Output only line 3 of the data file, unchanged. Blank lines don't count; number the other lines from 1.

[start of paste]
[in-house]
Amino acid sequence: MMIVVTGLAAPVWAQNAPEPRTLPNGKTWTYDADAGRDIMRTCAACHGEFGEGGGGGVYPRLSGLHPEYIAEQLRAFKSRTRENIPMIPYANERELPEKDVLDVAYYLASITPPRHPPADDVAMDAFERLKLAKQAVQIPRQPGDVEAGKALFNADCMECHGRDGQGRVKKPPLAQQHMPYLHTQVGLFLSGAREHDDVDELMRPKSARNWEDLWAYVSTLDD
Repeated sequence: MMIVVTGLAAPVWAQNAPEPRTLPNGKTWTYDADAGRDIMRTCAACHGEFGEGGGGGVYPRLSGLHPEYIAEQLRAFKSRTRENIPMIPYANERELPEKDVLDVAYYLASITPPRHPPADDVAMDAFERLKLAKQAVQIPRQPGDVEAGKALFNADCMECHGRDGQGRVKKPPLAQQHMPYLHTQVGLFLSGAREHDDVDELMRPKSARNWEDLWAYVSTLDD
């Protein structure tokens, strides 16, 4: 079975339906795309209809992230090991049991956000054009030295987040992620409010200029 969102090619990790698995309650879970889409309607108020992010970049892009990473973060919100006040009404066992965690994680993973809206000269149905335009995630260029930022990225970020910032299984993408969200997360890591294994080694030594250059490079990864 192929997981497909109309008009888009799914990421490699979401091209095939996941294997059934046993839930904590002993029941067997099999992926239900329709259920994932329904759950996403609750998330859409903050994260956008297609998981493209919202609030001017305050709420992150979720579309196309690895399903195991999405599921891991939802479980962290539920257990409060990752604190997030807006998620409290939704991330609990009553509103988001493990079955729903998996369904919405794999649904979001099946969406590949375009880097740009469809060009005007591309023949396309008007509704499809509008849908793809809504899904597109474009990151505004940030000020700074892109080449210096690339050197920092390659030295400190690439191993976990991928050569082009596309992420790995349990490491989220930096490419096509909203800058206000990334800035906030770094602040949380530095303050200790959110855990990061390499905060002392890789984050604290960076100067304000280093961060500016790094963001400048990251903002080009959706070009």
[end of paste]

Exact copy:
Repeated sequence: MMIVVTGLAAPVWAQNAPEPRTLPNGKTWTYDADAGRDIMRTCAACHGEFGEGGGGGVYPRLSGLHPEYIAEQLRAFKSRTRENIPMIPYANERELPEKDVLDVAYYLASITPPRHPPADDVAMDAFERLKLAKQAVQIPRQPGDVEAGKALFNADCMECHGRDGQGRVKKPPLAQQHMPYLHTQVGLFLSGAREHDDVDELMRPKSARNWEDLWAYVSTLDD